A significant proportion, possibly even as many as one half, of the interviewees expressed a view, however, that the ‘tap on the shoulder’ culture for managerial advancement at the financial institution concerned was far from transparent. A middle level manager reported, for example, that: “I was tapped on the shoulder and moved to a new role. I had zero development for leading people, no idea about managing people.” He was, in fact, extremely surprised that he had been offered a promotion to a more senior position. Another reported that he felt his ‘tap on the shoulder’ had simply been the product of good luck. He reported jokingly that he had been “in the wrong place at the wrong time”. Having secured his first advancement, however, he had subsequently been successful in obtaining further promotions on the basis of his demonstrated leadership skills. Another manager who attributed his success to luck reported that: “I zig and I zag without conscious intent. I did not do anything towards it . . . no considered intent. I fell on my feet.” These comments indicate that, for many managers, the criteria for advancement to more senior positions were far from clear. They knew how the promotions process worked, but they did not always know on what basis individual managers were singled out for promotion. This situation made some managers anxious: “This is prevalent. This tapping on the shoulder . . . this is the way the business is. But it makes people edgy.” Another, who also conveyed some anxiety, said: “When the business got restructured I got a really senior role. Why me? I don’t know.” Another said: “I got the role because I had strong technical skills . . . I think.”

A further distinctive aspect of the culture was that, once ‘tapped on the shoulder’, it was not appropriate to reject the offer of a promotion. For a small but significant proportion of interviewees, this situation had resulted in them being placed in positions of responsibility for which they had not felt ready, or which they had not sought enthusiastically. One senior manager spoke with some sadness when reporting that: “When offered the role I could not really say no. It was more money and higher status. I do not enjoy managing people at all. I just felt I could not decline the opportunity.” This theme, concerning unwanted or premature promotion, was surprisingly prevalent, though it was not expressed by a majority of those interviewed.

When reflecting on why they had, in fact, been promoted, hardly any of the managers referred to their people-management skills as being important. Technical skills, especially IT skills, were far more likely to be cited as being an important consideration underpinning their success.

It was a small minority of interviewees who attributed their success to their own personal leadership aspirations and abilities. One of these managers described himself as a natural leader, stating “Understandably and naturally, when the role became available, I took it over. I got myself to be the understudy. The team I went to naturally gravitated towards me.” Another, who had recently been appointed to a minor leadership role, stated confidently: “My ideas are always better than my peers, since an early age. So when the team leader role came up it naturally fell to me.” A very senior manager stated that: “I always wanted to be a leader. At school I was the team captain. Then the head prefect.” This person described how he had been very focused on securing each of his promotions. When reflecting on one particular promotion, he reported that: “I asked my manager for the role and he gave it me.” This kind of personal assertiveness in pursuing promotion to more senior managerial roles was not, however, widely reported across the managers interviewed. For a large majority, the more usual approach was to fit in with the existing social networks and to wait until they received the all-important ‘tap on the shoulder’.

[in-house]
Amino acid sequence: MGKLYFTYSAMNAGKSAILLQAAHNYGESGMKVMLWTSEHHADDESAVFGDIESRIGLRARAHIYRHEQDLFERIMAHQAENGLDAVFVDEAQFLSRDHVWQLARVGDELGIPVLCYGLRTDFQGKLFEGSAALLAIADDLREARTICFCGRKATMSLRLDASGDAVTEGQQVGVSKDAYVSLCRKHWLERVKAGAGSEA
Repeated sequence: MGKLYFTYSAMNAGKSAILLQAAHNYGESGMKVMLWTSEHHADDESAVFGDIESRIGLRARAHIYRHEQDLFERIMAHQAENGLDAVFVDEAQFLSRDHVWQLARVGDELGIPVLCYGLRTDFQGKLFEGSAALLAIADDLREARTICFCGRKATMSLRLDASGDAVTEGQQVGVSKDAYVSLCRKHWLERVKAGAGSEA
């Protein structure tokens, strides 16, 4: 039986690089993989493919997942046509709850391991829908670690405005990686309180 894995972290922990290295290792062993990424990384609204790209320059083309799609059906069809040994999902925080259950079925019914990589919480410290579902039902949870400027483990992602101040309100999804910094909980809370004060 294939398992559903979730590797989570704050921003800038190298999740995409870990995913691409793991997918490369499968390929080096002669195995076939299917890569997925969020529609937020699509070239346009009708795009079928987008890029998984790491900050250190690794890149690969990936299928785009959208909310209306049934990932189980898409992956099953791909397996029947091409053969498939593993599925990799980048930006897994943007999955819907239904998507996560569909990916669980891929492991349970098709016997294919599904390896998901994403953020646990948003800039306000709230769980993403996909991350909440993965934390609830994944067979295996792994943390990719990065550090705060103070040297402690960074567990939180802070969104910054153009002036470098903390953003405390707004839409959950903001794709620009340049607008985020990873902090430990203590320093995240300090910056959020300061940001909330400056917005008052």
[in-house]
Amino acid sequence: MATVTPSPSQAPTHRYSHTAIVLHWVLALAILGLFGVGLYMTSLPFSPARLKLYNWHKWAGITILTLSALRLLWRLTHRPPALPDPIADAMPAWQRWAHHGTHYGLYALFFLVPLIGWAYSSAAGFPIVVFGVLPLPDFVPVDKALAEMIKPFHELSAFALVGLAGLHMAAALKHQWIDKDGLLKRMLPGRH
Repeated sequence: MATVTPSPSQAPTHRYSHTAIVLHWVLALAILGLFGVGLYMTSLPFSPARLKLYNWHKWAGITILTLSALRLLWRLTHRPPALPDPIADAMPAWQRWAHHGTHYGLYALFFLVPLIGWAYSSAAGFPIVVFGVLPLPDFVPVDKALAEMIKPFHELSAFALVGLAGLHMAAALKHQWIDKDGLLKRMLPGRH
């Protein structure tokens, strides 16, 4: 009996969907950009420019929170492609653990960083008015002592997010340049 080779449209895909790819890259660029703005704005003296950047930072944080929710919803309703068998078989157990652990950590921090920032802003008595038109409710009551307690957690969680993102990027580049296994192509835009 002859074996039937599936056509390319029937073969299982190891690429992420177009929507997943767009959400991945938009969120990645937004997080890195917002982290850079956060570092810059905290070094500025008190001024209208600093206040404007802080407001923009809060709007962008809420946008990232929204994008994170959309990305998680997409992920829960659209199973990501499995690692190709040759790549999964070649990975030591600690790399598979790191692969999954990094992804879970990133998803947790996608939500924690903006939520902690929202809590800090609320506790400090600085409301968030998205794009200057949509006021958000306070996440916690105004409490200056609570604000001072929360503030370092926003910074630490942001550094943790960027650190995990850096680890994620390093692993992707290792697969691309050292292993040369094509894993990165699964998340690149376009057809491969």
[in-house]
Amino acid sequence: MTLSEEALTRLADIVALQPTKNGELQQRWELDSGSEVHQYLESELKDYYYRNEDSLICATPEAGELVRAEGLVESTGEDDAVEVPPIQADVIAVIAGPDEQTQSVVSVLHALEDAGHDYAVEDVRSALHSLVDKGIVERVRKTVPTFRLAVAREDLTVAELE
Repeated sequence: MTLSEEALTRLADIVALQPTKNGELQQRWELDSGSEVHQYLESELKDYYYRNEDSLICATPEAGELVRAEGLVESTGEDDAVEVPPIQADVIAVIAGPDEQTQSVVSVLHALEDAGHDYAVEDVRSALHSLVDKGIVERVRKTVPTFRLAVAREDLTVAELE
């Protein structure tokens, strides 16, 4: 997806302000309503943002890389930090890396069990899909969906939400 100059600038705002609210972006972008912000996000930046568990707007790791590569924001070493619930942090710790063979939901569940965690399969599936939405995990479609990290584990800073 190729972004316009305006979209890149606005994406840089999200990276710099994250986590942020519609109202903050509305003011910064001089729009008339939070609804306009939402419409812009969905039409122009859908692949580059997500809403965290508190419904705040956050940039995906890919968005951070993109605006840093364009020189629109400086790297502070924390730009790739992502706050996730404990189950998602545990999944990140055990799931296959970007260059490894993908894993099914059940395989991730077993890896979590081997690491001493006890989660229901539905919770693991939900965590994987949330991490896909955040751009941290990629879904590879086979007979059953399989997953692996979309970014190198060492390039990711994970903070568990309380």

The second striking feature of the management culture of the site institution concerned the importance of the role played by internal sponsors as a means of gaining advancement to more senior leadership levels. Of the 62 managers interviewed, only three said that they did not have a sponsor at any stage of their career. Even these three, however, could identify someone more senior who had assisted them in developing their career.

The financial institution employing the interviewees had introduced a formal mentoring scheme some years earlier. Most believed, however, that it had not worked successfully, and not one of the managers interviewed had remained in contact with the mentor officially allocated to them. Sponsors and mentoring appeared to be effective only when it was based upon a mutual friendship, and when it was informal in nature. The friendship had to maintained, and most interviewees reported that they had to work hard to maintain a relationship with their sponsors. One very experienced middle manager reported, for example, that: “It is so important to network with someone that matters to you.”